Resource extraction equals diminishing returns
But reliance on such a phony form of “energy security” further locks the United States into resource extraction and its diminishing returns. Meanwhile, rivals like China pursue manufactured renewable energy systems that will drive their national development as well as real energy security.
The second hurdle to overcome is the idea that energy intensity, or density, is the most important goal of energy policy. Centralized power stations result in enhanced energy intensity. This wrong-headed approach is taken to an even higher level by gigawatt-scale nuclear power plants.
But this is not even a good goal for energy policy. Nuclear power stations are so large and complex that they have to be built one by one – and thereby never achieve economies of scale and never generate increasing returns.
Converting the energy economy from extraction – subject to diminishing returns – to one based on manufacturing – subject to increasing returns – would represent a major qualitative shift towards global sustainability.
Diminishing returns of extraction make economics a dismal science (also in terms of sustainability), while increasing returns give cause for optimism. This taps the virtually unlimited sources of natural energy around us and relies on the inexhaustible capacity we have for innovation.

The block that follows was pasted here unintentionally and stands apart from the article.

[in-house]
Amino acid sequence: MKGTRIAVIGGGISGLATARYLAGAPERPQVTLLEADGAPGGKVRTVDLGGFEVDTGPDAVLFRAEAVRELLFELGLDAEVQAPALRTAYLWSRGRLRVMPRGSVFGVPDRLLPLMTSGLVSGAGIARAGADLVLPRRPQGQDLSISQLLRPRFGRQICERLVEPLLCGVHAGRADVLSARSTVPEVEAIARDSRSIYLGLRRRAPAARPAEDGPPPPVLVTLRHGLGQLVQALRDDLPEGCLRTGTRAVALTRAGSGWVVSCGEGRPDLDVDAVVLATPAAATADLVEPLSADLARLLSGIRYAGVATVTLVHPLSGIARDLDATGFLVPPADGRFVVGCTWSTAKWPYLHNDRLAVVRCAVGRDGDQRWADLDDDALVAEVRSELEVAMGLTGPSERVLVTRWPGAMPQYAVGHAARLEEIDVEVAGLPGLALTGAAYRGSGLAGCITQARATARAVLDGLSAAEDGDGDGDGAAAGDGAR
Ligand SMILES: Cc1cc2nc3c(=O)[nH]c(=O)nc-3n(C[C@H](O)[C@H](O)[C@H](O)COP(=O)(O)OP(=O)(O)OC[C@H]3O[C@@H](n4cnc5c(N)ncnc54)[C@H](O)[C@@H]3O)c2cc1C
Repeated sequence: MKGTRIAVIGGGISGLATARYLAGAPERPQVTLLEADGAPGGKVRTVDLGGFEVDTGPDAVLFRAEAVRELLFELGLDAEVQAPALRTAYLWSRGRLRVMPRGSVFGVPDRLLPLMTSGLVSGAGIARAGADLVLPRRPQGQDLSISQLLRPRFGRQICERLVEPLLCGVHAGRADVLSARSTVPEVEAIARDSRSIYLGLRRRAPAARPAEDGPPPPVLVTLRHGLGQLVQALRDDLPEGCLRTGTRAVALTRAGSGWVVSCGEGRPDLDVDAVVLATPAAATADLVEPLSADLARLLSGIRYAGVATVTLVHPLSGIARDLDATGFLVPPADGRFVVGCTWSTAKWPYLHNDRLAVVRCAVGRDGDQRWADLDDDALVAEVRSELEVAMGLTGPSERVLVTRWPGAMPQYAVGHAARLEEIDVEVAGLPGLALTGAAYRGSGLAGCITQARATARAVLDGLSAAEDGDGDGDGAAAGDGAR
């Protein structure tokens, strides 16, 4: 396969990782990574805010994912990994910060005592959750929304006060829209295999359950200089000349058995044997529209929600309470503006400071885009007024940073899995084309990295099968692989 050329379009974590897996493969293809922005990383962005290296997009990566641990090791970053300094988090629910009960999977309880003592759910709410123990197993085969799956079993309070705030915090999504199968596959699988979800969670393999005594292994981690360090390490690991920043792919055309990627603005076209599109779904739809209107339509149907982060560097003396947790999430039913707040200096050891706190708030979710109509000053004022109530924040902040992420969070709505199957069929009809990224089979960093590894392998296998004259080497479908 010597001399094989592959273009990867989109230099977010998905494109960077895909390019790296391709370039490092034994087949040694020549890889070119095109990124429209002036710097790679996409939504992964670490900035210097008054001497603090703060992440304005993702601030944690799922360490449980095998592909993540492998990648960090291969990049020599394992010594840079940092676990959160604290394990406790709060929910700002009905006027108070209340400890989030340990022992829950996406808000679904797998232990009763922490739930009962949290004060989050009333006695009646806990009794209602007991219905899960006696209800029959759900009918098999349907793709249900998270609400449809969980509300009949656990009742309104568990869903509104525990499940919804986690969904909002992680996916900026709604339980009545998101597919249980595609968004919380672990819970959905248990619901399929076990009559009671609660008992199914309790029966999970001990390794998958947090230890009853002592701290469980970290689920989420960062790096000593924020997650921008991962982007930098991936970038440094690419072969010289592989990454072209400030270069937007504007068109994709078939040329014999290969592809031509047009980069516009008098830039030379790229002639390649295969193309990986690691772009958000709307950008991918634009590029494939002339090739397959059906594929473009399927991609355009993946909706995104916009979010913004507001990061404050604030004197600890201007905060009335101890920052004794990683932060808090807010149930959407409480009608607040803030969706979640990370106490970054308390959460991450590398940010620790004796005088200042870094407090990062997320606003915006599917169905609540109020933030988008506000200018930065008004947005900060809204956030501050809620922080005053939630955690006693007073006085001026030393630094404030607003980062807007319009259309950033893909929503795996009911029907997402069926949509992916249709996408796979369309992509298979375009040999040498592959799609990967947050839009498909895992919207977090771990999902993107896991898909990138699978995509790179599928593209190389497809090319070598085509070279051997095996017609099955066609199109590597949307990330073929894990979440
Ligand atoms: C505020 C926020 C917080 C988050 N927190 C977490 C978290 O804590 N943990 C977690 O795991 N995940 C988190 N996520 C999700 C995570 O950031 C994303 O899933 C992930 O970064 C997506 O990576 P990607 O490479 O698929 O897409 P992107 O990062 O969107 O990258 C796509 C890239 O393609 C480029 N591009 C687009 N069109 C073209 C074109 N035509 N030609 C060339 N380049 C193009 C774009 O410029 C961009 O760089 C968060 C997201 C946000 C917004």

Antonio Serra would not be surprised. He would only wonder why it took us so long to work out this elementary feature of energy systems and how the real sources of energy security are to be found in manufacturing rather than resource extraction.
John Mathews holds the Chair of Strategy at the Macquarie Graduate School of Management at Macquarie University, Sydney. From 2009 to 2012 he was concurrently the Eni Chair of Competitive Dynamics and Global Strategy at the LUISS Guido Carli University, in Rome. He is a member of the Advisory Board of the Climate Bonds Initiative, London; the Jamison Group on Alternative Fuels in Australia (advisers to the National Roads and Motorists Association); the GLOBELICS network; and the Network for Sustainable Financial Markets. His most recent books are “Strategizing, Disequilibrium and Profit” (Stanford University Press, 2006), “Dragon Multinational: A New Model of Global Growth” (Oxford University Press, 2002), and “Tiger Technology: The Creation of a Semiconductor Industry in East Asia” (Cambridge University Press, 2000). In 2014, he will be publishing a new book on “The Greening of Capitalism: How Asia is Leading the Next Great Transformation.”